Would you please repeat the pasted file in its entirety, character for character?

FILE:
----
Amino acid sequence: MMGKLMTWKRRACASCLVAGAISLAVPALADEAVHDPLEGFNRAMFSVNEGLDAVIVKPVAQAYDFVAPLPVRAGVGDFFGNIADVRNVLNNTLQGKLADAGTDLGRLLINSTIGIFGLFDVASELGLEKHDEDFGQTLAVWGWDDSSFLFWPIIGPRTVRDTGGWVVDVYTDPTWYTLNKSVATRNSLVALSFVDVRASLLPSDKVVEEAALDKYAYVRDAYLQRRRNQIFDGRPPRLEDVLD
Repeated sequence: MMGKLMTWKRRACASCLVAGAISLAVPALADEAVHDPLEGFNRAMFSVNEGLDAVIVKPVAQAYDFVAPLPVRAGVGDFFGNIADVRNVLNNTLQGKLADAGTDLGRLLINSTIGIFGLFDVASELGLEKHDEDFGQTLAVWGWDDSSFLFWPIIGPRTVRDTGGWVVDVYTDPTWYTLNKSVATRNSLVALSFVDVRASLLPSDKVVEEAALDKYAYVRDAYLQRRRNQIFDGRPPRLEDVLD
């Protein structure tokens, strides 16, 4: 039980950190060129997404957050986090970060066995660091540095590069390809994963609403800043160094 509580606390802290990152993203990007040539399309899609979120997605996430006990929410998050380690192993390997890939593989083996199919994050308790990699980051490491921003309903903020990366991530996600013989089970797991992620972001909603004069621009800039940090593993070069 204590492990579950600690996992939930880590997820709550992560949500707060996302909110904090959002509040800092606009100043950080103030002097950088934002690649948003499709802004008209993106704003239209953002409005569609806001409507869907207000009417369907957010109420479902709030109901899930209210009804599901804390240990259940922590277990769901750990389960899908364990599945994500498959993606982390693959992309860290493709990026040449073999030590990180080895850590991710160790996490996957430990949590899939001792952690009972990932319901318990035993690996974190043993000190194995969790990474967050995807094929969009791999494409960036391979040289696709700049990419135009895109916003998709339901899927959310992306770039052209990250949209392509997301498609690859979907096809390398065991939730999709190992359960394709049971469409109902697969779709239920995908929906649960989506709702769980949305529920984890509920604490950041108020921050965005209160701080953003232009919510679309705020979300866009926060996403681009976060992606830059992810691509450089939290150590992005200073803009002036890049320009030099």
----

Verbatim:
Amino acid sequence: MMGKLMTWKRRACASCLVAGAISLAVPALADEAVHDPLEGFNRAMFSVNEGLDAVIVKPVAQAYDFVAPLPVRAGVGDFFGNIADVRNVLNNTLQGKLADAGTDLGRLLINSTIGIFGLFDVASELGLEKHDEDFGQTLAVWGWDDSSFLFWPIIGPRTVRDTGGWVVDVYTDPTWYTLNKSVATRNSLVALSFVDVRASLLPSDKVVEEAALDKYAYVRDAYLQRRRNQIFDGRPPRLEDVLD
Repeated sequence: MMGKLMTWKRRACASCLVAGAISLAVPALADEAVHDPLEGFNRAMFSVNEGLDAVIVKPVAQAYDFVAPLPVRAGVGDFFGNIADVRNVLNNTLQGKLADAGTDLGRLLINSTIGIFGLFDVASELGLEKHDEDFGQTLAVWGWDDSSFLFWPIIGPRTVRDTGGWVVDVYTDPTWYTLNKSVATRNSLVALSFVDVRASLLPSDKVVEEAALDKYAYVRDAYLQRRRNQIFDGRPPRLEDVLD
């Protein structure tokens, strides 16, 4: 039980950190060129997404957050986090970060066995660091540095590069390809994963609403800043160094 509580606390802290990152993203990007040539399309899609979120997605996430006990929410998050380690192993390997890939593989083996199919994050308790990699980051490491921003309903903020990366991530996600013989089970797991992620972001909603004069621009800039940090593993070069 204590492990579950600690996992939930880590997820709550992560949500707060996302909110904090959002509040800092606009100043950080103030002097950088934002690649948003499709802004008209993106704003239209953002409005569609806001409507869907207000009417369907957010109420479902709030109901899930209210009804599901804390240990259940922590277990769901750990389960899908364990599945994500498959993606982390693959992309860290493709990026040449073999030590990180080895850590991710160790996490996957430990949590899939001792952690009972990932319901318990035993690996974190043993000190194995969790990474967050995807094929969009791999494409960036391979040289696709700049990419135009895109916003998709339901899927959310992306770039052209990250949209392509997301498609690859979907096809390398065991939730999709190992359960394709049971469409109902697969779709239920995908929906649960989506709702769980949305529920984890509920604490950041108020921050965005209160701080953003232009919510679309705020979300866009926060996403681009976060992606830059992810691509450089939290150590992005200073803009002036890049320009030099």